The Colorado Plateau is a vast, wide, open landscape that affords incredible views across the mosaic of public lands, in some cases 360-degree views for a hundred miles without any visual intrusion from development. Public land management boundaries are indistinguishable to most visitors. Part of the unique experience of visiting this remote area of Southern Utah is the opportunity to seemingly travel back through time to imagine our lands as seen by the first inhabitants.
From Bryce Canyon’s rim, visitors can look east over hoodoos and to the Monument beyond to unspoiled lands and geological features of Grand Staircase. “The location of the park at the summit of the Grand Staircase, surrounded by a system of nationally protected lands, and combined with the exceptional clarity of the air and natural quiet, provides a multisensory experience. The outstanding views often extend more than 100 miles and begin with the colorful and intricately carved Claron Formation and include panoramic vistas of cliffs, canyons, and forested landscapes.” Bryce Canyon Foundation Doc. at 8. Figure 3-39 inexplicably designates the land adjacent to Bryce Canyon as moderate value for maintenance of visual quality and we urge the BLM to change the designation of lands in the park’s viewshed to high value to mirror the high value designations for visual quality on land contiguous with Capitol Reef and Glen Canyon.
We urge the agency to do its utmost to ensure that high quality conditions are preserved in areas visible from Bryce Canyon, Capitol Reef and Glen Canyon, as well as viewpoints in the monument. Additionally, we urge BLM to safeguard the high quality, unspoiled scenic byways and backways that connect the planning areas with the parks, particularly Burr Trail and Hole-in-the-Rock Road. These routes are gateways to the adjacent national parks and their quality affects the overall visitor experience in the region.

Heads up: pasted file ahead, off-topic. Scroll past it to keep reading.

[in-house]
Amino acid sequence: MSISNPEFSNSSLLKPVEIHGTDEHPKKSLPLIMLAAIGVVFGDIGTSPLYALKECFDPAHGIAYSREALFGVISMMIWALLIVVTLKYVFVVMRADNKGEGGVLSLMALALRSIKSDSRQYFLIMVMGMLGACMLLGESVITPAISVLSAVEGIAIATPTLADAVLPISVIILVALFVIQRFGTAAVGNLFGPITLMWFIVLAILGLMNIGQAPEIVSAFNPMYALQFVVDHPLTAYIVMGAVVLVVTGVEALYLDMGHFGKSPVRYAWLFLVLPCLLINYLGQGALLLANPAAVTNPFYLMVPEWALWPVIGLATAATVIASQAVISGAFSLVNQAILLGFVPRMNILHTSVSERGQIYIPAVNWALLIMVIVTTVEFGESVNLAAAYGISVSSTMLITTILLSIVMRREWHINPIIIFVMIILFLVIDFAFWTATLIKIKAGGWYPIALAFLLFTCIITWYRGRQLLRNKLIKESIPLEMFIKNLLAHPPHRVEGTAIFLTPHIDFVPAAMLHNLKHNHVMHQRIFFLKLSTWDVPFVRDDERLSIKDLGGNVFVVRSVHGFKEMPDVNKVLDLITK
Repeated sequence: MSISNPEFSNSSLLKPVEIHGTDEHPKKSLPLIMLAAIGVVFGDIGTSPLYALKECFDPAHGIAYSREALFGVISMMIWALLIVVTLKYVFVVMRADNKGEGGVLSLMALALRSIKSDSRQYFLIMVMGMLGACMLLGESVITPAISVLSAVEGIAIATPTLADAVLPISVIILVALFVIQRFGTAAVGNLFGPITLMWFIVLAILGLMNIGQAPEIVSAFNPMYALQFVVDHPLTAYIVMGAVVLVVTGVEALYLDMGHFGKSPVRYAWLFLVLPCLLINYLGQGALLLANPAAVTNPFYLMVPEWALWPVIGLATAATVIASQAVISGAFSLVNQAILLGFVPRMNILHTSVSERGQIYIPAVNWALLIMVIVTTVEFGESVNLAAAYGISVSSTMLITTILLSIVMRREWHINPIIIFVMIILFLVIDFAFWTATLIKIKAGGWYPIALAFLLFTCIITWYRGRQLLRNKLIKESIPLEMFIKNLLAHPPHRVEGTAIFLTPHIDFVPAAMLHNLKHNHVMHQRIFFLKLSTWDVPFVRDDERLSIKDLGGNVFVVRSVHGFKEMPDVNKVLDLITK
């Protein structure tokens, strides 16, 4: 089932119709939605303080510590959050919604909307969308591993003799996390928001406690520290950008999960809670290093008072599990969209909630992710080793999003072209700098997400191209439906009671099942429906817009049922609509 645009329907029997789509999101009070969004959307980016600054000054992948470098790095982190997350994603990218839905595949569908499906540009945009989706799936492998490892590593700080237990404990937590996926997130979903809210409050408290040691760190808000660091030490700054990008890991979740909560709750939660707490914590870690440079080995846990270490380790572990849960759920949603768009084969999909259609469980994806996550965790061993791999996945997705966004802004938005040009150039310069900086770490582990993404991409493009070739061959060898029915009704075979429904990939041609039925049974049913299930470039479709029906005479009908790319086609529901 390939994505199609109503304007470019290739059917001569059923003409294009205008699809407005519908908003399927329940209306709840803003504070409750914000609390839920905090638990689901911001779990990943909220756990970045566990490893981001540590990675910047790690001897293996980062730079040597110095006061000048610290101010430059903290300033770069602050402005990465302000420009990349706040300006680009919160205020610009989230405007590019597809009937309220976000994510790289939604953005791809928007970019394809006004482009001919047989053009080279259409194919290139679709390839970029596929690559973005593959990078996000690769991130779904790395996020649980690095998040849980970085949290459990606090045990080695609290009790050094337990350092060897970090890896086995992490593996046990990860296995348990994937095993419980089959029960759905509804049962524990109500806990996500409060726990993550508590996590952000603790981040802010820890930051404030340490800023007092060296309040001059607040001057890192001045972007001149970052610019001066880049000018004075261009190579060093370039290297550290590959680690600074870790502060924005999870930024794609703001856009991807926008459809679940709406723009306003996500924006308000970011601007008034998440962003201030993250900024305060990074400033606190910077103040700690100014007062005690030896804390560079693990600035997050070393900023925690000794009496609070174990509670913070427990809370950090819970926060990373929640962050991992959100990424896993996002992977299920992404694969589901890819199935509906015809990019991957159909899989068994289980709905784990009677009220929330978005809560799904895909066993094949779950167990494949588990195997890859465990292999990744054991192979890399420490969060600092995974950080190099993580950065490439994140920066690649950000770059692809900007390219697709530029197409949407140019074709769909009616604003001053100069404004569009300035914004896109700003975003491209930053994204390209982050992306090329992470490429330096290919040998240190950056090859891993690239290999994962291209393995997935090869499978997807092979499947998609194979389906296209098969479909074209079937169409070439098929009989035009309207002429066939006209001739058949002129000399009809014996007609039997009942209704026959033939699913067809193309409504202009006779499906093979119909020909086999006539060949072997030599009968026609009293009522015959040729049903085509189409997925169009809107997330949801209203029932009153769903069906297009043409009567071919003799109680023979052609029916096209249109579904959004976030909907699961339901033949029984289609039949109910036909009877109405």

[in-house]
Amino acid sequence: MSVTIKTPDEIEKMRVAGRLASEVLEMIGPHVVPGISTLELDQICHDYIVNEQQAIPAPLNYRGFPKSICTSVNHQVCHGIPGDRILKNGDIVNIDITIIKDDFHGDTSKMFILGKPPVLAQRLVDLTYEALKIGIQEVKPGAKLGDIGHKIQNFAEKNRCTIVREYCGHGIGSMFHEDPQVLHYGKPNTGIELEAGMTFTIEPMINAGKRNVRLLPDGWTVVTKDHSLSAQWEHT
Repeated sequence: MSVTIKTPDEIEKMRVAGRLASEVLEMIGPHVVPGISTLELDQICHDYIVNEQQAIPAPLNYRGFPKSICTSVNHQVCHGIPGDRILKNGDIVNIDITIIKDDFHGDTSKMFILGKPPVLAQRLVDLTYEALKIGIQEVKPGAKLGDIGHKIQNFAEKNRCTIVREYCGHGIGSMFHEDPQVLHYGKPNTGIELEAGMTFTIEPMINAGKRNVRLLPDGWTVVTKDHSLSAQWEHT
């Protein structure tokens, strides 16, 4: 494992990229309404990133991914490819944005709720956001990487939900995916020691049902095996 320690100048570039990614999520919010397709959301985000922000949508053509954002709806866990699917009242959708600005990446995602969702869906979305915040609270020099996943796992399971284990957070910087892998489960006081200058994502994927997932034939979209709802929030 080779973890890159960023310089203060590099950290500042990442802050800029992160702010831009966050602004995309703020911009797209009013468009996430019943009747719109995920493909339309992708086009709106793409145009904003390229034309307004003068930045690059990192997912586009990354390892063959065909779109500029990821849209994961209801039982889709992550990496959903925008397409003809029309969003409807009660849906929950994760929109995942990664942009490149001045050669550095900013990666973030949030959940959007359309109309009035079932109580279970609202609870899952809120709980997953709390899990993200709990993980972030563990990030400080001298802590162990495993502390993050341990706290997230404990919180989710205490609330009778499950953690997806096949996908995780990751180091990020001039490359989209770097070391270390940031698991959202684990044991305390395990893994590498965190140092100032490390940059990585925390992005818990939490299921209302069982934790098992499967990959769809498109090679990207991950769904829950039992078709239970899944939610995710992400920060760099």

For visual resource management, we support Alternative D, which “would only assign VRM Class I or II objectives to GSENM lands, resulting in all landscapes retaining their landscape character.” ES-17.
Alternative D best reflects the direction of Proclamation 10286 and the findings of the AMS and best protects national park viewsheds.
We strongly oppose Alternatives A and B which identify a number of management areas adjacent to Capitol Reef National Park, Glen Canyon National Recreation Area, Bryce Canyon National Park, and scenic backways as Class III or IV. Alternative C also includes, though to a lesser degree, VRM Class III areas near Capitol Reef and Glen Canyon and a large area in the viewshed of Bryce Canyon.
Adopt Alternative D, which would assign VRM Class I or II objectives to all GSENM lands.
Row 123 Rationale